The Dawn of a New Dark Age

MIN READJul 13, 2016 | 07:59 GMT

If we look deep into history, we can find examples of collapses from which civilization could not quickly right itself, such as the fall of the Roman Empire. These periods raise troubling questions for the 21st century as we reel from the Brexit's impact.

(KARL BRIULLOV/Tretyakov Gallery/Wikimedia Images)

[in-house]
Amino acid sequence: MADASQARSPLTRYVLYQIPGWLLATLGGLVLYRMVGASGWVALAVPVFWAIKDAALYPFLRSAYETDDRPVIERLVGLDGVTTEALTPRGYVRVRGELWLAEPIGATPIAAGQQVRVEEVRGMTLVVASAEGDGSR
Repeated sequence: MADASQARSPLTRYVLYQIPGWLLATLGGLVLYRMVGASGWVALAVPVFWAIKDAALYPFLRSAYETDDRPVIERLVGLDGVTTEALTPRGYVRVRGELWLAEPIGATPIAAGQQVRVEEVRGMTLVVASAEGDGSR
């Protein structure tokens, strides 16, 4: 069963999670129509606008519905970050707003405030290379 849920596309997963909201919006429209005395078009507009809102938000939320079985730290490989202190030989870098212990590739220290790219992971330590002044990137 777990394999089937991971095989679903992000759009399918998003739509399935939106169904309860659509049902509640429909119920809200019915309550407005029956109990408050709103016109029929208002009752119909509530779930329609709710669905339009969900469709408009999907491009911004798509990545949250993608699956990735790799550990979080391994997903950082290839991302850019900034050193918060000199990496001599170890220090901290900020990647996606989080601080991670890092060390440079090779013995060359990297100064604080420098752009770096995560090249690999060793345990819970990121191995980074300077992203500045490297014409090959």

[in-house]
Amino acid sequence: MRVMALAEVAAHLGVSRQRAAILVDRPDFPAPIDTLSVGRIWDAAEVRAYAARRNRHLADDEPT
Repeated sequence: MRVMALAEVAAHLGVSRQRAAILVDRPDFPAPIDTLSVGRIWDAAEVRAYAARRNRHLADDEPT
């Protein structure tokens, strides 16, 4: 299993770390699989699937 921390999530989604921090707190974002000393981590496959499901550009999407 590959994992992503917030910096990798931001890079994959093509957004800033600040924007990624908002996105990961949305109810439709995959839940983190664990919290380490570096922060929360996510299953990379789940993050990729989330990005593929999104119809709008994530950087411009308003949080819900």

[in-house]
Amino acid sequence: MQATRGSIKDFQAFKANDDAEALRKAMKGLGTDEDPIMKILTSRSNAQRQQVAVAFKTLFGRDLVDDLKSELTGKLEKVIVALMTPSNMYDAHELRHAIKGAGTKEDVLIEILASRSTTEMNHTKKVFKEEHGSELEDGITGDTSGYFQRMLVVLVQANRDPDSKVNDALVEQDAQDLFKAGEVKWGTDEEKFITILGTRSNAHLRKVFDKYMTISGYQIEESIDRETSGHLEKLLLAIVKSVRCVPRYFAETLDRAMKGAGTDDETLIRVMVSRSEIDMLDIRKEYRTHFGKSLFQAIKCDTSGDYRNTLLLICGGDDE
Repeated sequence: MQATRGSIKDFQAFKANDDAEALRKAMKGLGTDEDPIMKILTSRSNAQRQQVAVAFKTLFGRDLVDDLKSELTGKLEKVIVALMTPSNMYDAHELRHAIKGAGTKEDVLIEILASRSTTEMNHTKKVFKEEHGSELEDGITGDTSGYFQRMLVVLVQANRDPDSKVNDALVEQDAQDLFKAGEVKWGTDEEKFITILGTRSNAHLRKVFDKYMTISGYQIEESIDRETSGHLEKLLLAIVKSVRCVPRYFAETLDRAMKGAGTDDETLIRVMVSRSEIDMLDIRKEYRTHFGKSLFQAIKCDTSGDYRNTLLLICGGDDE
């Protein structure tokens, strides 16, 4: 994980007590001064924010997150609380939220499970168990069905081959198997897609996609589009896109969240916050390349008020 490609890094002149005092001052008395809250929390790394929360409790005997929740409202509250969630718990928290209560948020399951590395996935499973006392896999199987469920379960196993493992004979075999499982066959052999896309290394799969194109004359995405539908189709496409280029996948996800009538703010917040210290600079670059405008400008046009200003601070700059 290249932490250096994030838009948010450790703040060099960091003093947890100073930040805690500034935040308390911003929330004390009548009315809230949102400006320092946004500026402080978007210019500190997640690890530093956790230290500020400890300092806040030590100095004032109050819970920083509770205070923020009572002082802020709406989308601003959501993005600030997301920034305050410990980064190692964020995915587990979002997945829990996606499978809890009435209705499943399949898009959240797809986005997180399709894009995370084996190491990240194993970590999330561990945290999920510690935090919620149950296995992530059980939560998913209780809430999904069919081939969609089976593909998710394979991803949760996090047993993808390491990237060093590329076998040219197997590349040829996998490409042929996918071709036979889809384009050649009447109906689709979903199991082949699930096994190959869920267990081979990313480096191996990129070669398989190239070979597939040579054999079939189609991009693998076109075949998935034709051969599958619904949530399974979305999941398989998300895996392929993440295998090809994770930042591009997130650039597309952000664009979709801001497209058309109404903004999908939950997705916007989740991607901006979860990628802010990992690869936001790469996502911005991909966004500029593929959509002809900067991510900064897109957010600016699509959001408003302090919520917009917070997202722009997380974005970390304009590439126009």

"The end of a world," ABC News called Britain's vote to leave the European Union on June 24. As if in agreement, the pound immediately racked up its biggest-ever one-day loss against the dollar. Over the next three days, the Dow Jones index fell 4.8 percent, London's FTSE 100 lost 5.6 percent, and some $2 trillion in assets evaporated. This is bad, and worse may yet follow. But is it the beginning of the end? There have been plenty of crises worse than this one in the past 100 years, but none of them ended the world. The Great Recession that erupted in 2008, the attacks of Sept. 11, 2001, the 1997-98 Asian and Russian financial meltdowns, the collapse of the Soviet Union in 1989-91, the oil spikes of 1973 and 1979 -- the list goes on, but civilization always survived. Even the material destruction of the World Wars, which claimed...

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